As a matter of fact, legal process outsourcing industry is developing day by day. Encouraged by the big growth, small law firms and solo attorneys at offshore locations like US, UK, etc. are looking for opportunity and feasibility of outsourcing their work to law firms in locations like India. But, they have their own concerns and problems while choosing suitable LPO Vendor.
Trusting the vendor to be ultimately choosen is very important and significant in the process. If there is cynicism in once mind, the relationship will not succeed.
Choosing the vendor: It is not advisable for solo attorneys or small law firms to go after the big names because they won’t be the large client for them and therefore not always high on their priority list. Choose a mid-sized vendor, who has certain advantages that work in his favor, may be a non-metro location or may be attractive stock options for employees or whatever, such that he is able to provide you with quality resources and commitment to service with customized quality service. Make sure to meet the vendor before begining regular work with them. This may mean sitting in a coach seat for a trip half way round the world, but if the relation works out and grows, it will be worth the backache and the bad food!
Confidentiality: It is just natural to be worried about the confidentiality of the documents sent to offshore locations. India and Indians are no better or worse when it comes to protecting the confidentiality of data, so the same amount of caution as taken in once own country should be taken. Confidentiality shouldn’t be taken lightly and appropriate care be taken to build confidentiality into the contract to be signed with the vendor with heavy penalties in the event of a violation.
Conduct pilots: Good looking websites, ISO certifications, impressive management profiles, etc. may look good tool as first level of filters in due-diligence process. However, I personally don’t feel them as only tool for due deligence, specially in Indian conditions and that to for small law firms. It is because ultimate target of outsourcing is to have cost reduction as much as possible without compromise in quality and number of small law firms, although don’t spend on good looking websites, ISO certifications, etc. but they have abilities and expertise to provide quality services. Hence, to assess capabilty of an LPO vendor, giving them pilot projects can be a good tool.
Train people: No one knows more about the style and nuances better than the person who intends to outsource, so the best teacher for people who work for him is only he. The best way is to ask for the persons, who will be working and then train the team on law, research and analysis, drafting, etc. Further, make sure that LPO vendor respects the fact that much effort in training is spent and that intellectual property is not used beyond what is permited. Also, make sure and help LPO vendor to retain the people trained.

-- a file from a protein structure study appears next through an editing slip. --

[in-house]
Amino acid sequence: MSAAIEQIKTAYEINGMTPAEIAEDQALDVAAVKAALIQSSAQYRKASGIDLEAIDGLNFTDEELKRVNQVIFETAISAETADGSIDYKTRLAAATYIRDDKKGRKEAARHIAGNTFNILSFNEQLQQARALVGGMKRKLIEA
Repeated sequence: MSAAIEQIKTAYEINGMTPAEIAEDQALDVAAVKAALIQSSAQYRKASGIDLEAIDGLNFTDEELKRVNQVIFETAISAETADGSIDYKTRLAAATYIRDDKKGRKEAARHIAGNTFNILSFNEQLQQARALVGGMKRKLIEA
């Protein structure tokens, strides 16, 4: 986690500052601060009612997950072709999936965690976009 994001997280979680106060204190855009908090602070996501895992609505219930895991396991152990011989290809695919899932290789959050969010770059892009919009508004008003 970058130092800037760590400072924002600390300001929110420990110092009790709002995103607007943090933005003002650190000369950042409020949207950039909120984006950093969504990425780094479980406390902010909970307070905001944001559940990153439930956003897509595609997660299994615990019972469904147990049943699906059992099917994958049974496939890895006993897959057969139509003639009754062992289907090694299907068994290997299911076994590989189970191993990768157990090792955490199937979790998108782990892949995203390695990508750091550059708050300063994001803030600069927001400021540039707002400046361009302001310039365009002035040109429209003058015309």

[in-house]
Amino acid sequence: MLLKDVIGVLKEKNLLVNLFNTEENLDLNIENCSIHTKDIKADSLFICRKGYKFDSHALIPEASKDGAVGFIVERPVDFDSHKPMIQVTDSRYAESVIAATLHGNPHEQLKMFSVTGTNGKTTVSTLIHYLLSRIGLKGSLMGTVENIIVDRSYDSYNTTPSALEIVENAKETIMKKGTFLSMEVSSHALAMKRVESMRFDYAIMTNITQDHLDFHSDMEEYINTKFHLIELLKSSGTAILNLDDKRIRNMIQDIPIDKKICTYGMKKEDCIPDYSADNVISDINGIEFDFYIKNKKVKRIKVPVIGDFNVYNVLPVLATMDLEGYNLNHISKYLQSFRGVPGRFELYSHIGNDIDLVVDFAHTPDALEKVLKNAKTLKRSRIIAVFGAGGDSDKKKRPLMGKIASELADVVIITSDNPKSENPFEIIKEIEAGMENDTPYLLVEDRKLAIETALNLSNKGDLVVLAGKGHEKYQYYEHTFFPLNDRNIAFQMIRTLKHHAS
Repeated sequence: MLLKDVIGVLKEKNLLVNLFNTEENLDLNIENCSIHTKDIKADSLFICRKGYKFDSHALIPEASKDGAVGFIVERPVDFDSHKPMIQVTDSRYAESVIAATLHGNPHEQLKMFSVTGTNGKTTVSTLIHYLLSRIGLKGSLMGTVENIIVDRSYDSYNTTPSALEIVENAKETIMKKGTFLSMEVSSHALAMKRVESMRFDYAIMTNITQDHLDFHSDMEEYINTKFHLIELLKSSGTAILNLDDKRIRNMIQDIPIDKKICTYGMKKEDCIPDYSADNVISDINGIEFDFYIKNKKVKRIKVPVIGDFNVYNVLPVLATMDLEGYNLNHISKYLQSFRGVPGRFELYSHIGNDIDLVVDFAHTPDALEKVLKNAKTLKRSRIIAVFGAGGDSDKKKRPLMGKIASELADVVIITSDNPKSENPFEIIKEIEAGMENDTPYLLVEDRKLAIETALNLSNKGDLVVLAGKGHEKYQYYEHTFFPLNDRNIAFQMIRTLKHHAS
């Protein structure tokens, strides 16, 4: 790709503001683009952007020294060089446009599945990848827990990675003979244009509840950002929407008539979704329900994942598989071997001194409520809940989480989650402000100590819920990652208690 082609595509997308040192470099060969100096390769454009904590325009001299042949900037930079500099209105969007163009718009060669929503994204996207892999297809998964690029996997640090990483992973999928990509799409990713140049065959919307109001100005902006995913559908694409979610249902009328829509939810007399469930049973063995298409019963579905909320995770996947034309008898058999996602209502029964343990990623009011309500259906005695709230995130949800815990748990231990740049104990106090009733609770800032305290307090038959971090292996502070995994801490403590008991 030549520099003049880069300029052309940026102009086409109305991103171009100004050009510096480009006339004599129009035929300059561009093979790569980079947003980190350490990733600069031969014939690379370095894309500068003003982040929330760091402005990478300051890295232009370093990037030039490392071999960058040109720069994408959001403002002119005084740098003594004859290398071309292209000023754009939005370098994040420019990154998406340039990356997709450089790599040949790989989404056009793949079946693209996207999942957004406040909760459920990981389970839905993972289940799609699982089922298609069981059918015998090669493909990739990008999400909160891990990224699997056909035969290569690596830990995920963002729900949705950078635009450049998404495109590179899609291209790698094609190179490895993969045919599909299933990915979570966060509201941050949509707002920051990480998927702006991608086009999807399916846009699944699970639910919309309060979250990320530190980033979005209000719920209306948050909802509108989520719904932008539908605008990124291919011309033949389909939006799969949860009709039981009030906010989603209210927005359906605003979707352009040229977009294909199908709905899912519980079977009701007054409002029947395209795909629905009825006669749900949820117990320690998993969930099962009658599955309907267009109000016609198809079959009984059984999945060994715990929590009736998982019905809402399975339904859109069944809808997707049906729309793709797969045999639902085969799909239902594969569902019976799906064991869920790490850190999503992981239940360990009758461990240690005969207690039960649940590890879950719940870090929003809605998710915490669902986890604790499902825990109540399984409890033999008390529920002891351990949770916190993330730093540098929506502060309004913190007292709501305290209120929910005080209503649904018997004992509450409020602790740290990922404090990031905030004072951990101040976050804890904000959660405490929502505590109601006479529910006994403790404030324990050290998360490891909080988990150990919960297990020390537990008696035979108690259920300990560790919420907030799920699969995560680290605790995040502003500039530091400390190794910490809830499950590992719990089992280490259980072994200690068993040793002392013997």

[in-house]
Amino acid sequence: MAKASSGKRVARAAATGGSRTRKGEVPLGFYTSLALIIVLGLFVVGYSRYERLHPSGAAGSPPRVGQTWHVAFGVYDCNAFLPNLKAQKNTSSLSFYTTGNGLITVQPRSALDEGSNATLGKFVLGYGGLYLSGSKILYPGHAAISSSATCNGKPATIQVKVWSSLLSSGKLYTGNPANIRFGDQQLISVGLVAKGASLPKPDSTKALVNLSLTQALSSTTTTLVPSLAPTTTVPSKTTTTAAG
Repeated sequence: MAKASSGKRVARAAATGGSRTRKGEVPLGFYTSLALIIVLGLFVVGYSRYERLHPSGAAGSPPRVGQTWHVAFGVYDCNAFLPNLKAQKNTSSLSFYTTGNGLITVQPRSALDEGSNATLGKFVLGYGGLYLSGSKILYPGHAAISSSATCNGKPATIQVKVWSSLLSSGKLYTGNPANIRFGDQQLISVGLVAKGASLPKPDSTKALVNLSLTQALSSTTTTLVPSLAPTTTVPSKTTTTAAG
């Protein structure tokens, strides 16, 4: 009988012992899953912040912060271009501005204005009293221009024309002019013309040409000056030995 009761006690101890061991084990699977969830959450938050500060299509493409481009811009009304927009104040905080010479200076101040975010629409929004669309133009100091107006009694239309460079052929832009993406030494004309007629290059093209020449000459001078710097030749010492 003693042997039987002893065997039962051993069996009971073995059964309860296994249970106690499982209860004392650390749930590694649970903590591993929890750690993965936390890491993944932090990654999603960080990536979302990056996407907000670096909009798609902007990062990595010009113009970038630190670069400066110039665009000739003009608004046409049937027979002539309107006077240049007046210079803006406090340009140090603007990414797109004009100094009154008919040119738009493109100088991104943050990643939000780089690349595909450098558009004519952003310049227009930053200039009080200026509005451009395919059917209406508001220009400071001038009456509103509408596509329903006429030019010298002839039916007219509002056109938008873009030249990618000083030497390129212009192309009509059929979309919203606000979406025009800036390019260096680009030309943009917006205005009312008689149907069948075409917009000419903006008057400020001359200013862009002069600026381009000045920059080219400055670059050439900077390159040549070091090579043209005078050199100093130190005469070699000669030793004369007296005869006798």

Increase the skill of the people: Just as the coaching job does not stop at the initial training when one hire in his own country, having a resource offshore is no different. Conduct constant feedback sessions for the people who work. Such sessions don’t have to be elaborate: inline comments, regular teleconferences and occasional video-conferences, if both your vendor and you have access to, are enough. Begin with low complexity work for the offshore resources and over time (few months or as applicable) increase the complexity of the work. For example, if you are a patent prosecution lawyer, begin by asking the vendor to conduct searches, gradually moving the writing the more descriptive sections and over a longer period of time moving to claims drafting.
Meet the LPO Vendor: Physically seeing LPO vendor or his resources may not be often possible always. But do it whenever possible. As a matter of providing a tip for doing that, I can suggest to combine an Asian vacation with a day’s visit to the LPO vendor’s premises. Speak to the team often. Form a relation; it matters a lot to Indian people if you ask about their family, interests and aspirations.
Legal Personnel Shopping: This isn’t a common form of practice in the LPO industry at present, but I think it to be a good idea if an arrangement can be made where the people who work for the outsorcer can be trained at outsourcer’s location for sometime and then sent back to the vendor’s location but dedicated for the work for a committed period of time. This notion worked very well for IT companies and their western clients in the 90s. It boosts productivity, reduces costs and helps increase the complexity of work that you can get done offshore.
Be nice: Give references to the LPO vendor, if you like them. Doing so will make the LPO vendor always respect once work and demands. Seeing friends benefit from LPO, a notion that one introduced to them, will only make the one popular and respected!
Do remember, persistence pays, so don’t give up because an experiment or two failed. Happy Offshoring.